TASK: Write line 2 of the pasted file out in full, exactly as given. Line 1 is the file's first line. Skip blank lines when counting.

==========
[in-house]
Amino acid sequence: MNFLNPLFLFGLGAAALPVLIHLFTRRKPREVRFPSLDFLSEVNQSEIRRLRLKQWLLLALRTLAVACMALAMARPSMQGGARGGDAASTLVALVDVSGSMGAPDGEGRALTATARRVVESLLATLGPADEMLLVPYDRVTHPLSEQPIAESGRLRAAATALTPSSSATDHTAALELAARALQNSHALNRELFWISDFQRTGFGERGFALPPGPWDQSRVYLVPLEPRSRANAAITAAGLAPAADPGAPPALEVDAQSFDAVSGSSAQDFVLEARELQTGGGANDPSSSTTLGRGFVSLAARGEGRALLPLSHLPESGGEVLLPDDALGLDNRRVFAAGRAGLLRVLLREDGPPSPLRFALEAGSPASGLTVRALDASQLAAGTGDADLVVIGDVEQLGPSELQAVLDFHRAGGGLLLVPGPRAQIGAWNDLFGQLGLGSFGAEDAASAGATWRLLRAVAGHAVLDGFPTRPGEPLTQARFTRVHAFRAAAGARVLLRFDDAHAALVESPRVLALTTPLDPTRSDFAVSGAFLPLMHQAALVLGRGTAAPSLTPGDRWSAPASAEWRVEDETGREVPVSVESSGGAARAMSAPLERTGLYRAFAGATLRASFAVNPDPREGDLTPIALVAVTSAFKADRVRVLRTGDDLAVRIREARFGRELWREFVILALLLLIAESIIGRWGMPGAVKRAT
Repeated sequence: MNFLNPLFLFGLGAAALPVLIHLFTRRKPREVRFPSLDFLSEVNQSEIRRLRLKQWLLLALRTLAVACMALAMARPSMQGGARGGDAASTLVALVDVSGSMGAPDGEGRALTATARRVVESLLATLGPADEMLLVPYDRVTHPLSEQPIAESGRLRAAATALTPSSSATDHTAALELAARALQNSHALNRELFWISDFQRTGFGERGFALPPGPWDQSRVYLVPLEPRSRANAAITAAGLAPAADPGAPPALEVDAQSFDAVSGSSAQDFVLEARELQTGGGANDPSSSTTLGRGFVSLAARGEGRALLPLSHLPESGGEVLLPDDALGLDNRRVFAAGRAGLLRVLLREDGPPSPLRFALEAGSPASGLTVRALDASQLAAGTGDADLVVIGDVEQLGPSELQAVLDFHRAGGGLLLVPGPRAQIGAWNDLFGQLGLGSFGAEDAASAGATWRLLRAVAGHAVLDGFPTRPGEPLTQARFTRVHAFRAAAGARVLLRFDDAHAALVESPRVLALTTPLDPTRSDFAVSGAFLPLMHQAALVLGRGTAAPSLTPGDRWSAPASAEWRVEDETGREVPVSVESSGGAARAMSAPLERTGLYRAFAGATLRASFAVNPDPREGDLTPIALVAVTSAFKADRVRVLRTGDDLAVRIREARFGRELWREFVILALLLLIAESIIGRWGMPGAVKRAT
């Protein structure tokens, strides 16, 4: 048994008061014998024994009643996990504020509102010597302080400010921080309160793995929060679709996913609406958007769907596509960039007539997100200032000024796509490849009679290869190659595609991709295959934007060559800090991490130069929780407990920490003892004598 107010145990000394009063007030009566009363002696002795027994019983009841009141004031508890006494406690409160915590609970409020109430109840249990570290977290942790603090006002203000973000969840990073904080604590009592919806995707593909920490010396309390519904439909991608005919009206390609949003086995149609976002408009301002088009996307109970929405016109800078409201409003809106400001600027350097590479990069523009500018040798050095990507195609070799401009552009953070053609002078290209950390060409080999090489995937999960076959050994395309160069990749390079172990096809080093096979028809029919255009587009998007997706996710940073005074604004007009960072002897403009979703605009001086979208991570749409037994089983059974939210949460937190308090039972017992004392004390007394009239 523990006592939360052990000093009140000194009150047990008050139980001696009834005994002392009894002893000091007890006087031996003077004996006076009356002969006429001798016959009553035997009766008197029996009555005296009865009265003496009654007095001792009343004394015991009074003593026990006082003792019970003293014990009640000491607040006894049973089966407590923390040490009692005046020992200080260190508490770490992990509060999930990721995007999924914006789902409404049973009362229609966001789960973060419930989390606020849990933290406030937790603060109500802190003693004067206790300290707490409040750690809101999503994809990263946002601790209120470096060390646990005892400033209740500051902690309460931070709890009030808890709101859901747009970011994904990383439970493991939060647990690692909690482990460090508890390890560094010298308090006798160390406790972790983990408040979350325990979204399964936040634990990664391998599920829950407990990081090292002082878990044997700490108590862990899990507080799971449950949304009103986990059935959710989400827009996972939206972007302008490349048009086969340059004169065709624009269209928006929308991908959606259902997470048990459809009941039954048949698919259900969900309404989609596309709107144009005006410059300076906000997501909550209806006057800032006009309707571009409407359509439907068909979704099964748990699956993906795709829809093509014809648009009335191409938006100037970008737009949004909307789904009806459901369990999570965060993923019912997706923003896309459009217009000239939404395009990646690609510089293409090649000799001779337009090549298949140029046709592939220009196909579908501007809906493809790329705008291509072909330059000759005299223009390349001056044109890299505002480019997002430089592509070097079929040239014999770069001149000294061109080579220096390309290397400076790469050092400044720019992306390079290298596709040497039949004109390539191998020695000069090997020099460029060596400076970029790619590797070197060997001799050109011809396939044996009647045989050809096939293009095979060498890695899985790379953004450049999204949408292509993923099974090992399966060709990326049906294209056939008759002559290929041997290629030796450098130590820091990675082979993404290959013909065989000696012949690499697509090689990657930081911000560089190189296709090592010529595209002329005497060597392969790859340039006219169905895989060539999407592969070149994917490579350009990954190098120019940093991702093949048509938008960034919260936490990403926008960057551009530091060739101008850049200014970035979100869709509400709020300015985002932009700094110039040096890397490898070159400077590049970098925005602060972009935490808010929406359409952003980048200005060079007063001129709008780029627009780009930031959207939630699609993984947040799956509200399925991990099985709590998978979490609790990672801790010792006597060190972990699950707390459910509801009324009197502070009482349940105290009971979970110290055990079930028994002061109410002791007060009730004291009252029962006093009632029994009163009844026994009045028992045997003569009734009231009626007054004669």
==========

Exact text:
Amino acid sequence: MNFLNPLFLFGLGAAALPVLIHLFTRRKPREVRFPSLDFLSEVNQSEIRRLRLKQWLLLALRTLAVACMALAMARPSMQGGARGGDAASTLVALVDVSGSMGAPDGEGRALTATARRVVESLLATLGPADEMLLVPYDRVTHPLSEQPIAESGRLRAAATALTPSSSATDHTAALELAARALQNSHALNRELFWISDFQRTGFGERGFALPPGPWDQSRVYLVPLEPRSRANAAITAAGLAPAADPGAPPALEVDAQSFDAVSGSSAQDFVLEARELQTGGGANDPSSSTTLGRGFVSLAARGEGRALLPLSHLPESGGEVLLPDDALGLDNRRVFAAGRAGLLRVLLREDGPPSPLRFALEAGSPASGLTVRALDASQLAAGTGDADLVVIGDVEQLGPSELQAVLDFHRAGGGLLLVPGPRAQIGAWNDLFGQLGLGSFGAEDAASAGATWRLLRAVAGHAVLDGFPTRPGEPLTQARFTRVHAFRAAAGARVLLRFDDAHAALVESPRVLALTTPLDPTRSDFAVSGAFLPLMHQAALVLGRGTAAPSLTPGDRWSAPASAEWRVEDETGREVPVSVESSGGAARAMSAPLERTGLYRAFAGATLRASFAVNPDPREGDLTPIALVAVTSAFKADRVRVLRTGDDLAVRIREARFGRELWREFVILALLLLIAESIIGRWGMPGAVKRAT